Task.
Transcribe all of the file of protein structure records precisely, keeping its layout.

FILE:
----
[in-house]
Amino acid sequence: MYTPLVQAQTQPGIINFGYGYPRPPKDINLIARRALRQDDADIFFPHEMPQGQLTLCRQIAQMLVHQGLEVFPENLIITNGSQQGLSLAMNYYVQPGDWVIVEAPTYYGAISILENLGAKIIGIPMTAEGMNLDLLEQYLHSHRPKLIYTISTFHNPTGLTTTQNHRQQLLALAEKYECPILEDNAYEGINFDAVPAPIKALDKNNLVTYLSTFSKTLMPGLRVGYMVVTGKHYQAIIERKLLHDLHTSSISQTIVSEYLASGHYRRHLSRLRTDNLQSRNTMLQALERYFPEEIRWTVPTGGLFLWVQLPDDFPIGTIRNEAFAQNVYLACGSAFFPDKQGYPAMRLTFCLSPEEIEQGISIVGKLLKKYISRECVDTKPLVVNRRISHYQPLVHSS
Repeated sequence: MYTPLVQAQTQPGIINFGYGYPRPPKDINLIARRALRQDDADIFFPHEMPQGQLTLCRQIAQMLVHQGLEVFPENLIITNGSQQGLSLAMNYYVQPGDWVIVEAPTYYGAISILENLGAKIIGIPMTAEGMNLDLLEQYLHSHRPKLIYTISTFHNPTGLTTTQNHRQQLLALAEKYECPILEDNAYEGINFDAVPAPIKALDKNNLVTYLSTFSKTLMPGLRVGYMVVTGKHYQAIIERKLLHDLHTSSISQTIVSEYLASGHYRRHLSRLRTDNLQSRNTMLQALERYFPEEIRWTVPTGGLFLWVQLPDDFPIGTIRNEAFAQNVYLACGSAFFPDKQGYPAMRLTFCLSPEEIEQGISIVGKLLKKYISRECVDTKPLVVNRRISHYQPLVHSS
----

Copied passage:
[in-house]
Amino acid sequence: MYTPLVQAQTQPGIINFGYGYPRPPKDINLIARRALRQDDADIFFPHEMPQGQLTLCRQIAQMLVHQGLEVFPENLIITNGSQQGLSLAMNYYVQPGDWVIVEAPTYYGAISILENLGAKIIGIPMTAEGMNLDLLEQYLHSHRPKLIYTISTFHNPTGLTTTQNHRQQLLALAEKYECPILEDNAYEGINFDAVPAPIKALDKNNLVTYLSTFSKTLMPGLRVGYMVVTGKHYQAIIERKLLHDLHTSSISQTIVSEYLASGHYRRHLSRLRTDNLQSRNTMLQALERYFPEEIRWTVPTGGLFLWVQLPDDFPIGTIRNEAFAQNVYLACGSAFFPDKQGYPAMRLTFCLSPEEIEQGISIVGKLLKKYISRECVDTKPLVVNRRISHYQPLVHSS
Repeated sequence: MYTPLVQAQTQPGIINFGYGYPRPPKDINLIARRALRQDDADIFFPHEMPQGQLTLCRQIAQMLVHQGLEVFPENLIITNGSQQGLSLAMNYYVQPGDWVIVEAPTYYGAISILENLGAKIIGIPMTAEGMNLDLLEQYLHSHRPKLIYTISTFHNPTGLTTTQNHRQQLLALAEKYECPILEDNAYEGINFDAVPAPIKALDKNNLVTYLSTFSKTLMPGLRVGYMVVTGKHYQAIIERKLLHDLHTSSISQTIVSEYLASGHYRRHLSRLRTDNLQSRNTMLQALERYFPEEIRWTVPTGGLFLWVQLPDDFPIGTIRNEAFAQNVYLACGSAFFPDKQGYPAMRLTFCLSPEEIEQGISIVGKLLKKYISRECVDTKPLVVNRRISHYQPLVHSS